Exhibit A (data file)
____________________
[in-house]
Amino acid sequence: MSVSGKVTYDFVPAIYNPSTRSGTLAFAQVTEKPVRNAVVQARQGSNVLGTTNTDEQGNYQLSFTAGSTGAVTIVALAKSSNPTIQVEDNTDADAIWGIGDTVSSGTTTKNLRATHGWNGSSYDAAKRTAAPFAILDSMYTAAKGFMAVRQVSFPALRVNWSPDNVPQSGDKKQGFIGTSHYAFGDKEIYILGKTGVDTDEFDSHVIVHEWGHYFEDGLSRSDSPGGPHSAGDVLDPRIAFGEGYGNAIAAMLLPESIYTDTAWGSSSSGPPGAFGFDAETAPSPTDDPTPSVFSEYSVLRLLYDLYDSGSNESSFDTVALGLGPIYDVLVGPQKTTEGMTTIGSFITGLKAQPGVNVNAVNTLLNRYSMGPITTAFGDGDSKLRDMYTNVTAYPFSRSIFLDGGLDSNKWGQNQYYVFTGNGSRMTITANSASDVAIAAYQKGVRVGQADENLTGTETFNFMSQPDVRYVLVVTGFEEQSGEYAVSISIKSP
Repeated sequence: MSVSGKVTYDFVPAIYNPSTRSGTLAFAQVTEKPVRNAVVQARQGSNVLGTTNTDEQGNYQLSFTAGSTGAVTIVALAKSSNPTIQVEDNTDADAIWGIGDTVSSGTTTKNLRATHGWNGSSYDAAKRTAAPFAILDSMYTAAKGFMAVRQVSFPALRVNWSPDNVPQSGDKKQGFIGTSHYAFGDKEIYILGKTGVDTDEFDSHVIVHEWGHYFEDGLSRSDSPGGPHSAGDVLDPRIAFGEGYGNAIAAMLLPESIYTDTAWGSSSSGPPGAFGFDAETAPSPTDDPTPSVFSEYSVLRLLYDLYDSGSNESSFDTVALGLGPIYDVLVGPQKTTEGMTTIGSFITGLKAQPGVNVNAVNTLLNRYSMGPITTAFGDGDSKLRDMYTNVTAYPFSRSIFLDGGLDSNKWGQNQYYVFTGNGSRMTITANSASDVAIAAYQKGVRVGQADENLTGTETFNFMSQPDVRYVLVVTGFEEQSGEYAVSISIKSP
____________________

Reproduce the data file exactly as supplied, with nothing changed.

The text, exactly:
[in-house]
Amino acid sequence: MSVSGKVTYDFVPAIYNPSTRSGTLAFAQVTEKPVRNAVVQARQGSNVLGTTNTDEQGNYQLSFTAGSTGAVTIVALAKSSNPTIQVEDNTDADAIWGIGDTVSSGTTTKNLRATHGWNGSSYDAAKRTAAPFAILDSMYTAAKGFMAVRQVSFPALRVNWSPDNVPQSGDKKQGFIGTSHYAFGDKEIYILGKTGVDTDEFDSHVIVHEWGHYFEDGLSRSDSPGGPHSAGDVLDPRIAFGEGYGNAIAAMLLPESIYTDTAWGSSSSGPPGAFGFDAETAPSPTDDPTPSVFSEYSVLRLLYDLYDSGSNESSFDTVALGLGPIYDVLVGPQKTTEGMTTIGSFITGLKAQPGVNVNAVNTLLNRYSMGPITTAFGDGDSKLRDMYTNVTAYPFSRSIFLDGGLDSNKWGQNQYYVFTGNGSRMTITANSASDVAIAAYQKGVRVGQADENLTGTETFNFMSQPDVRYVLVVTGFEEQSGEYAVSISIKSP
Repeated sequence: MSVSGKVTYDFVPAIYNPSTRSGTLAFAQVTEKPVRNAVVQARQGSNVLGTTNTDEQGNYQLSFTAGSTGAVTIVALAKSSNPTIQVEDNTDADAIWGIGDTVSSGTTTKNLRATHGWNGSSYDAAKRTAAPFAILDSMYTAAKGFMAVRQVSFPALRVNWSPDNVPQSGDKKQGFIGTSHYAFGDKEIYILGKTGVDTDEFDSHVIVHEWGHYFEDGLSRSDSPGGPHSAGDVLDPRIAFGEGYGNAIAAMLLPESIYTDTAWGSSSSGPPGAFGFDAETAPSPTDDPTPSVFSEYSVLRLLYDLYDSGSNESSFDTVALGLGPIYDVLVGPQKTTEGMTTIGSFITGLKAQPGVNVNAVNTLLNRYSMGPITTAFGDGDSKLRDMYTNVTAYPFSRSIFLDGGLDSNKWGQNQYYVFTGNGSRMTITANSASDVAIAAYQKGVRVGQADENLTGTETFNFMSQPDVRYVLVVTGFEEQSGEYAVSISIKSP